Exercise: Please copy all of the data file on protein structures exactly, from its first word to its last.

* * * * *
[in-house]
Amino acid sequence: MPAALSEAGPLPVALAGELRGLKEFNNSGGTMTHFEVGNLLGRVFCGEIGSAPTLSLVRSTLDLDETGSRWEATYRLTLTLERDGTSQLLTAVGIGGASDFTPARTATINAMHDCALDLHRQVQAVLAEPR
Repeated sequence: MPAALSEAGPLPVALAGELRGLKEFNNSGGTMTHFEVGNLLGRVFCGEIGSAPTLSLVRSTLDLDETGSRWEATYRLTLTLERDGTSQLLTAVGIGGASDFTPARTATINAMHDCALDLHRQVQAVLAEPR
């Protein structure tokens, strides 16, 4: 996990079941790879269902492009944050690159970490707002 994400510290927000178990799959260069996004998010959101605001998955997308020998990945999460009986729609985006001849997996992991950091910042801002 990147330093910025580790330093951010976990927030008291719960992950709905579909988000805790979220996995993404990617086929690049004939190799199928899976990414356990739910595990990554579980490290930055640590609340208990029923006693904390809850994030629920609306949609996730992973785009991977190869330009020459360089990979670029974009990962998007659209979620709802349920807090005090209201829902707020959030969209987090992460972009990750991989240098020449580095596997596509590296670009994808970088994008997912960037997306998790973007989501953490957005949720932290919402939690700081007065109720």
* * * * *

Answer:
[in-house]
Amino acid sequence: MPAALSEAGPLPVALAGELRGLKEFNNSGGTMTHFEVGNLLGRVFCGEIGSAPTLSLVRSTLDLDETGSRWEATYRLTLTLERDGTSQLLTAVGIGGASDFTPARTATINAMHDCALDLHRQVQAVLAEPR
Repeated sequence: MPAALSEAGPLPVALAGELRGLKEFNNSGGTMTHFEVGNLLGRVFCGEIGSAPTLSLVRSTLDLDETGSRWEATYRLTLTLERDGTSQLLTAVGIGGASDFTPARTATINAMHDCALDLHRQVQAVLAEPR
């Protein structure tokens, strides 16, 4: 996990079941790879269902492009944050690159970490707002 994400510290927000178990799959260069996004998010959101605001998955997308020998990945999460009986729609985006001849997996992991950091910042801002 990147330093910025580790330093951010976990927030008291719960992950709905579909988000805790979220996995993404990617086929690049004939190799199928899976990414356990739910595990990554579980490290930055640590609340208990029923006693904390809850994030629920609306949609996730992973785009991977190869330009020459360089990979670029974009990962998007659209979620709802349920807090005090209201829902707020959030969209987090992460972009990750991989240098020449580095596997596509590296670009994808970088994008997912960037997306998790973007989501953490957005949720932290919402939690700081007065109720």